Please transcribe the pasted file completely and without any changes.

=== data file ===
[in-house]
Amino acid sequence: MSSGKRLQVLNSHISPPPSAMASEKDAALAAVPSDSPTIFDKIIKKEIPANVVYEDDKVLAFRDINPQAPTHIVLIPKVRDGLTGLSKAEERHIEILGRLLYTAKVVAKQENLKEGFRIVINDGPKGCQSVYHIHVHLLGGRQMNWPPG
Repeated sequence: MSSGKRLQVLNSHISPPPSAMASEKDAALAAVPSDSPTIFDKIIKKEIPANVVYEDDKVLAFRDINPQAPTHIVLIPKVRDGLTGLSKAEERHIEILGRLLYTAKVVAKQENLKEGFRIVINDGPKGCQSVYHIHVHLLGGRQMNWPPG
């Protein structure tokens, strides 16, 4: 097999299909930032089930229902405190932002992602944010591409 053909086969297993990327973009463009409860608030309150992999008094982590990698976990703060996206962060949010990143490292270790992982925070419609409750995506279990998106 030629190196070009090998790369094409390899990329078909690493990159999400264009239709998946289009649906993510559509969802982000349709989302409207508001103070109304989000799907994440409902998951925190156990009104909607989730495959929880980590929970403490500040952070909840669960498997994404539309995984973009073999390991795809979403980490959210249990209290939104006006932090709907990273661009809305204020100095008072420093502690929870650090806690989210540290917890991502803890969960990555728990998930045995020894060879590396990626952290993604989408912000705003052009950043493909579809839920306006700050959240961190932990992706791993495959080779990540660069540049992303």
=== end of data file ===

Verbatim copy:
[in-house]
Amino acid sequence: MSSGKRLQVLNSHISPPPSAMASEKDAALAAVPSDSPTIFDKIIKKEIPANVVYEDDKVLAFRDINPQAPTHIVLIPKVRDGLTGLSKAEERHIEILGRLLYTAKVVAKQENLKEGFRIVINDGPKGCQSVYHIHVHLLGGRQMNWPPG
Repeated sequence: MSSGKRLQVLNSHISPPPSAMASEKDAALAAVPSDSPTIFDKIIKKEIPANVVYEDDKVLAFRDINPQAPTHIVLIPKVRDGLTGLSKAEERHIEILGRLLYTAKVVAKQENLKEGFRIVINDGPKGCQSVYHIHVHLLGGRQMNWPPG
């Protein structure tokens, strides 16, 4: 097999299909930032089930229902405190932002992602944010591409 053909086969297993990327973009463009409860608030309150992999008094982590990698976990703060996206962060949010990143490292270790992982925070419609409750995506279990998106 030629190196070009090998790369094409390899990329078909690493990159999400264009239709998946289009649906993510559509969802982000349709989302409207508001103070109304989000799907994440409902998951925190156990009104909607989730495959929880980590929970403490500040952070909840669960498997994404539309995984973009073999390991795809979403980490959210249990209290939104006006932090709907990273661009809305204020100095008072420093502690929870650090806690989210540290917890991502803890969960990555728990998930045995020894060879590396990626952290993604989408912000705003052009950043493909579809839920306006700050959240961190932990992706791993495959080779990540660069540049992303």